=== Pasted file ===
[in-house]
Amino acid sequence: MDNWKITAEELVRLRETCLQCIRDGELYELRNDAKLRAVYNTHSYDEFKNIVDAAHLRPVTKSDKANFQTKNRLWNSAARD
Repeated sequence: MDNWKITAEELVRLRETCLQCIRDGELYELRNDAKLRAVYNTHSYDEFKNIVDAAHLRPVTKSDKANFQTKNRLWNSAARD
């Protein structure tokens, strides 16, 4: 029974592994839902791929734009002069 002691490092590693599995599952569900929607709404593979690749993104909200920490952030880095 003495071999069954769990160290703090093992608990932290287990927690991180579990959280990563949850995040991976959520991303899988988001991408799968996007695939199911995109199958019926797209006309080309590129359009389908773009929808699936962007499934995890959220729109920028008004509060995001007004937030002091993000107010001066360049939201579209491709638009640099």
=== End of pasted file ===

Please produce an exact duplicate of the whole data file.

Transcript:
[in-house]
Amino acid sequence: MDNWKITAEELVRLRETCLQCIRDGELYELRNDAKLRAVYNTHSYDEFKNIVDAAHLRPVTKSDKANFQTKNRLWNSAARD
Repeated sequence: MDNWKITAEELVRLRETCLQCIRDGELYELRNDAKLRAVYNTHSYDEFKNIVDAAHLRPVTKSDKANFQTKNRLWNSAARD
């Protein structure tokens, strides 16, 4: 029974592994839902791929734009002069 002691490092590693599995599952569900929607709404593979690749993104909200920490952030880095 003495071999069954769990160290703090093992608990932290287990927690991180579990959280990563949850995040991976959520991303899988988001991408799968996007695939199911995109199958019926797209006309080309590129359009389908773009929808699936962007499934995890959220729109920028008004509060995001007004937030002091993000107010001066360049939201579209491709638009640099």